Non-invasive device monitors blood glucose using microwaves

A team of researchers from Cardiff University’s School of Engineering have developed a wearable glucose monitor that does not require the extraction of blood. This would make life easier for millions of people suffering from the condition. Type 1 diabetics, for example, need to prick their figures up to six times per day or 20,000 times over a decade.

Professor Porch said the monitor, developed with Dr Heungjae Choi, discreetly sticks to the skin with an adhesive and uses microwave to keep track of your glucose levels. An accompanying smartphone app collects all the data. The wearable also has a longer shelf-life because it is not chemical in its action.

“Conventional methods of monitoring blood glucose require the extraction of blood. Our device is non-invasive – it does not require the extraction of blood apart from the initial calibration,” Professor Adrian Porch told the BBC.

“It uses microwaves, but the levels are very, very low. Nowhere near the levels used in domestic cooking. Think about a mobile phone, we’re about a thousand times less than that level.”

Non-invasive device monitors blood glucose using microwaves

As of 2015, more than 400 million people around the world have diabetes. This represents 8.3% of the adult population, with equal rates in both women and men. The number of people with the condition is expected to rise to nearly 600 million over the next 15 years. In the three years up to 2015, diabetes is estimated to have resulted in 1.5 to 5.0 million deaths each year.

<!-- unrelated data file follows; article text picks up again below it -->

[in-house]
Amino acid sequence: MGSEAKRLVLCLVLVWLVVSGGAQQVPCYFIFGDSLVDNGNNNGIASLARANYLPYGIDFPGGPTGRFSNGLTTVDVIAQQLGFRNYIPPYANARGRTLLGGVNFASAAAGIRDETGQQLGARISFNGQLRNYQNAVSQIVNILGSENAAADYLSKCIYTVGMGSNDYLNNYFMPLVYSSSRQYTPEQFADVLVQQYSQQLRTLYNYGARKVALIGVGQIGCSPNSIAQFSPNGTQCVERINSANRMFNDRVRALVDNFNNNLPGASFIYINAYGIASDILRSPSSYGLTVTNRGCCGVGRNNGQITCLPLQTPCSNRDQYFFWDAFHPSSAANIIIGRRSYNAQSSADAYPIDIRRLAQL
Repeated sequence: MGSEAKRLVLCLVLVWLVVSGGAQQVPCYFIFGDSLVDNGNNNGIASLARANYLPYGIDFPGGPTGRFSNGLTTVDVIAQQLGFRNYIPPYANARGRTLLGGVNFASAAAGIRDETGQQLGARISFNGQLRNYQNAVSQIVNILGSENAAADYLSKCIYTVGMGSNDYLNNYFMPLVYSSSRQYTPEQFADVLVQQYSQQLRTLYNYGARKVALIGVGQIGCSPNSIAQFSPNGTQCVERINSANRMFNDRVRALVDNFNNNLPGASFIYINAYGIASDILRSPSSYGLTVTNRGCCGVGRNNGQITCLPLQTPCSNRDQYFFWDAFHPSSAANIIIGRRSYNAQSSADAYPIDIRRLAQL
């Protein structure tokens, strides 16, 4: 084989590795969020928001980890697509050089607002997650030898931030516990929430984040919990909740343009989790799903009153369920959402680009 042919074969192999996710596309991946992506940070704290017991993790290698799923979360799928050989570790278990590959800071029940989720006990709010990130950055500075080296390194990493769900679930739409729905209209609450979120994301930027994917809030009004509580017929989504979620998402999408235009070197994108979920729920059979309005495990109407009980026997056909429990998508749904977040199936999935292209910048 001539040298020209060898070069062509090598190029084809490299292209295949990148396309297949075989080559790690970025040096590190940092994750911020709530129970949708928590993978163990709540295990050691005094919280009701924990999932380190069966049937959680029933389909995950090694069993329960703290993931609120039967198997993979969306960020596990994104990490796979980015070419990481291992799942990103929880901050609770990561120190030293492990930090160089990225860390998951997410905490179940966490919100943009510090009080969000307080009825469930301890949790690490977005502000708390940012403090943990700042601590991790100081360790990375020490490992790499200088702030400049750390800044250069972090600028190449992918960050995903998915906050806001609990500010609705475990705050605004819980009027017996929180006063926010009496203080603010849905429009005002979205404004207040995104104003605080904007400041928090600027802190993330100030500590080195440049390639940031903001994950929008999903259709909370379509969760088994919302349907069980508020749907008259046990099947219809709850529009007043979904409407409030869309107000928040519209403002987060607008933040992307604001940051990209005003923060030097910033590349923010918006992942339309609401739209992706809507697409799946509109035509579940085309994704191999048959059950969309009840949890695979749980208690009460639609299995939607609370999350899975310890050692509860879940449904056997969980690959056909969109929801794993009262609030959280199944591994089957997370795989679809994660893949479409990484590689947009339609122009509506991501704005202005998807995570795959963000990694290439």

The Cardiff team believe that with the right investment, such a device could be widely available within the next five years. The project, which started in 2008, has received £1 million in funding from the Wellcome Trust and has been tested on over 50 patients. More tests are planned for later in the year.

Prof Stephen Luzio, who has overseen trials of the 50 patients at Swansea University’s College of Medicine said, “Patients are very keen on this. One of the big problems with patients measuring their glucose is they don’t like pricking their finger, so there’s a lot of interest.”

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Ivan Jovin

Ivan has been a tech journalist for over 7 years now, covering all kinds of technology issues. He is the guy who gets to dive deep into the latest wearable tech news.

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